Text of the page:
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Will Army Troop Cuts Be Congress’s Wake-Up Call On Sequestration?

Posted by Sydney J. Freedberg Jr. on

Army photo

M1 tanks at Fort Benning, GA, one of the bases to be hit by the cuts.

WASHINGTON: Army officers and officials hit Capitol Hill this afternoon to brief congressional staff on the coming round of personnel cuts. We’ve known for over a year that the Army would cut 40,000 active-duty soldiers — going down from 490,000 troops to 450,000 — but now the service is finally saying which units get cut. Further, unlike previous reductions that focused on Europe, these 40,000 solders will come out of bases in the United States. So, for many members of Congress and the public alike, what’s been an abstract debate is about to get painfully real.

Will news of specific cuts to local bases change the politics? At stake isn’t this current round of cuts, which it’s almost certainly too late to stop. The bigger issue is whether there’ll be more cutbacks when and if the Budget Control Act goes into full force next year. Sequestration — shorthand for the BCA–  would drive the Army down by another 30,000 active-duty troops, to 420,000 soldiers. Sequester would probably force politically explosive cuts to the National Guard and Army Reserve as well, which have so far been largely (not entirely) spared.

“Numbers like 450,000 or 420,000 have no real meaning to the public,” said retired Lt. Gen. Guy Swan, vice-president for education at the influential Association of the US Army. “But significant reductions at local bases will get some attention, certainly by the members of Congress who have constituencies there.”

Sydney J. Freedberg Jr. photo

Lt. Gen. (retired) Guy Swan, AUSA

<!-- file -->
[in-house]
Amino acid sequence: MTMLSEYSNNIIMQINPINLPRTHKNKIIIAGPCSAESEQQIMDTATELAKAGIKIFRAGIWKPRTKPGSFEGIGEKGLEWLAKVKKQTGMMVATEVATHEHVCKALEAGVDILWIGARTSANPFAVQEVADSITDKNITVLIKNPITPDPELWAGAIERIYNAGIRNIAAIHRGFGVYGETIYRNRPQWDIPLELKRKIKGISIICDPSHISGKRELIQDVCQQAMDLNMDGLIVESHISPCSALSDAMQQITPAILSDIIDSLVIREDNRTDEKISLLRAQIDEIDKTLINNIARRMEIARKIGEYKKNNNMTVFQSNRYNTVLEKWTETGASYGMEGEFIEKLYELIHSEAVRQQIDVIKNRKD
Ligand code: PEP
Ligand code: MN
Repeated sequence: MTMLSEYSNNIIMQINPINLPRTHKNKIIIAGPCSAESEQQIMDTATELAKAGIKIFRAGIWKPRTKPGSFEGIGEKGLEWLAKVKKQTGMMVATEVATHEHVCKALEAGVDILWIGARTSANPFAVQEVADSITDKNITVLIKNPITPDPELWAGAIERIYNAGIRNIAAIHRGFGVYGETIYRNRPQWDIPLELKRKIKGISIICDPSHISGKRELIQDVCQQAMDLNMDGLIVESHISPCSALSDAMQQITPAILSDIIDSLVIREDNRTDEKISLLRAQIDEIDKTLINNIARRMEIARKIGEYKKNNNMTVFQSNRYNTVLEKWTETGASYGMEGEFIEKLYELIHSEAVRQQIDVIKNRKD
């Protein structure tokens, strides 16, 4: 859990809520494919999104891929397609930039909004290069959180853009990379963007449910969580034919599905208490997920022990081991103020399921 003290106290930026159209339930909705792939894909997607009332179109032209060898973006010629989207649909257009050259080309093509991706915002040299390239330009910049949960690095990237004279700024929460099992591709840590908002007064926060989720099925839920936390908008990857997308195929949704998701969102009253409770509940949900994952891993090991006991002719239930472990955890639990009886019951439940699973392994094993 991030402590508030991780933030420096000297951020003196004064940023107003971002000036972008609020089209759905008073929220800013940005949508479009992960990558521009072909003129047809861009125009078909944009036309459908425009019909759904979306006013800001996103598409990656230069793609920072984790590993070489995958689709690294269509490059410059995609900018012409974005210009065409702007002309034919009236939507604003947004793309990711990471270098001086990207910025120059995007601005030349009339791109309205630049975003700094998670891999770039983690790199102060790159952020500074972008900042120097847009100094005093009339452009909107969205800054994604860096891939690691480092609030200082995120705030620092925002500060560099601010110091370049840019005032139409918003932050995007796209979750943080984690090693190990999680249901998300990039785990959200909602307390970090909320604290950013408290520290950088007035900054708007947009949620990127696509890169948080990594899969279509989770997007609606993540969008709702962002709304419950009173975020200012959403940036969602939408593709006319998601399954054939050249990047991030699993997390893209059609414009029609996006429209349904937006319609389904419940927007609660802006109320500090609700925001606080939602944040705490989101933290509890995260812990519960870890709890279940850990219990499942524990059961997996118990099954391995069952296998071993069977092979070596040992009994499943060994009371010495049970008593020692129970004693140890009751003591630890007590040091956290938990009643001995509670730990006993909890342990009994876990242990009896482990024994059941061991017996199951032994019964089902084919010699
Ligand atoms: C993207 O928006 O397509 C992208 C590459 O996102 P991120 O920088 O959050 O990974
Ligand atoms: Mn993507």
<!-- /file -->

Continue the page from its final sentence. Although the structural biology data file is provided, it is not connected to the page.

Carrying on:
“I suspect it will be ugly,” one Army source told us. “In some communities, it will seriously degrade tender economies still trying to recover from the Great Recession.”

A Hill staffer who’d seen the Army brief, however, was skeptical the cuts would be much of a wake-up call. “They spread the cuts as much as possible, so the reaction may be limited,” the staffer told me. “Some bases were barely touched at all.”

So who’s been hit? USA Today reported cuts to what sound like combat brigades at two locations, Fort Benning in Georgia and Joint Base Elmendorf-Richardson in Alaska. But legislators who have such big bases back home tend to already be aware of the Army’s budget plight and are opposed to sequestration. Their minds don’t need changing. Conversely, legislators whose minds the Army might need to change will probably be among those whose bases — if any — are “barely touched at all.”

Unsurprisingly, the chairmen of the two armed services committees were quick to denounce the cuts. “People who believe the world is safer, that we can do with less defense spending and 40,000 fewer soldiers, will take this as good news,” said Rep. Mac Thornberry in an unusually acid statement. “I am not one of those people.”

“Any conceivable strategic rationale for this cut to Army end-strength has been overturned by the events of the last few years from the rise of ISIL, Russia’s invasion of Ukraine, the Ebola crisis, and more,” declared Sen. John McCain. “Stopping this decline will require the Congress to find a bipartisan solution that ends sequestration once and for all.”

But how? The House and Senate Armed Services Committees have proposed bypassing the Budget Control Act by designating much of the defense budget as exempted emergency spending (Overseas Contingency Operations funds, or OCO). The Administration sees this as an irresponsible fiscal gimmick and has threatened a veto.

What’s more, even if the White House and Capitol Hill can come to terms, they’ll only be preventing a fall below 450,000. The current cut to 450,000 is going to happen. A presidential veto or a sequester would simply mean the Army gets cut more.

“Congress and the administration want a smaller Army, with reduced capacity to respond to contingencies overseas and at home,” the Army source said grimly. “This is great news for Russia, North Korea, China, and ISIS, but concerning for our allies and friends in NATO, the Middle East, and the Pacific. History tells us that ‘chickens come home to roost.’ We should prepare for a lot of disruptive, painful roosting in our future.”

What do you think?